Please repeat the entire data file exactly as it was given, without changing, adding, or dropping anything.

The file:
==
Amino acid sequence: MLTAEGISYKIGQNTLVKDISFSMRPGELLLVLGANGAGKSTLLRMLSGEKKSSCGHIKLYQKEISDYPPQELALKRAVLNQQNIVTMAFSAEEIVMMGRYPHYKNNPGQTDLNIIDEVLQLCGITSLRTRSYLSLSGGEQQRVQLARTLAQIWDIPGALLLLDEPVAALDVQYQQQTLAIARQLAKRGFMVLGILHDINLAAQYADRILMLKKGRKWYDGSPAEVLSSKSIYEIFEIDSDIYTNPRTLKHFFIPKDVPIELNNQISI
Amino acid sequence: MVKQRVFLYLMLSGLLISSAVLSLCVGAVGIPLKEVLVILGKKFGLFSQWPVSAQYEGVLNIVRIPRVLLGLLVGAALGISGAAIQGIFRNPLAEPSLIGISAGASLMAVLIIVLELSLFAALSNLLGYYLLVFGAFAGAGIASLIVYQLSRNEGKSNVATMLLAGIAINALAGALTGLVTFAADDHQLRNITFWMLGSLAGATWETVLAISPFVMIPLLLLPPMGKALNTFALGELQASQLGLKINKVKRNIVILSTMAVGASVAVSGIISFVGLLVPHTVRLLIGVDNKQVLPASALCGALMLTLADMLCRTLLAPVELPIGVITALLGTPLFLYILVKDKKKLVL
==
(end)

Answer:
Amino acid sequence: MLTAEGISYKIGQNTLVKDISFSMRPGELLLVLGANGAGKSTLLRMLSGEKKSSCGHIKLYQKEISDYPPQELALKRAVLNQQNIVTMAFSAEEIVMMGRYPHYKNNPGQTDLNIIDEVLQLCGITSLRTRSYLSLSGGEQQRVQLARTLAQIWDIPGALLLLDEPVAALDVQYQQQTLAIARQLAKRGFMVLGILHDINLAAQYADRILMLKKGRKWYDGSPAEVLSSKSIYEIFEIDSDIYTNPRTLKHFFIPKDVPIELNNQISI
Amino acid sequence: MVKQRVFLYLMLSGLLISSAVLSLCVGAVGIPLKEVLVILGKKFGLFSQWPVSAQYEGVLNIVRIPRVLLGLLVGAALGISGAAIQGIFRNPLAEPSLIGISAGASLMAVLIIVLELSLFAALSNLLGYYLLVFGAFAGAGIASLIVYQLSRNEGKSNVATMLLAGIAINALAGALTGLVTFAADDHQLRNITFWMLGSLAGATWETVLAISPFVMIPLLLLPPMGKALNTFALGELQASQLGLKINKVKRNIVILSTMAVGASVAVSGIISFVGLLVPHTVRLLIGVDNKQVLPASALCGALMLTLADMLCRTLLAPVELPIGVITALLGTPLFLYILVKDKKKLVL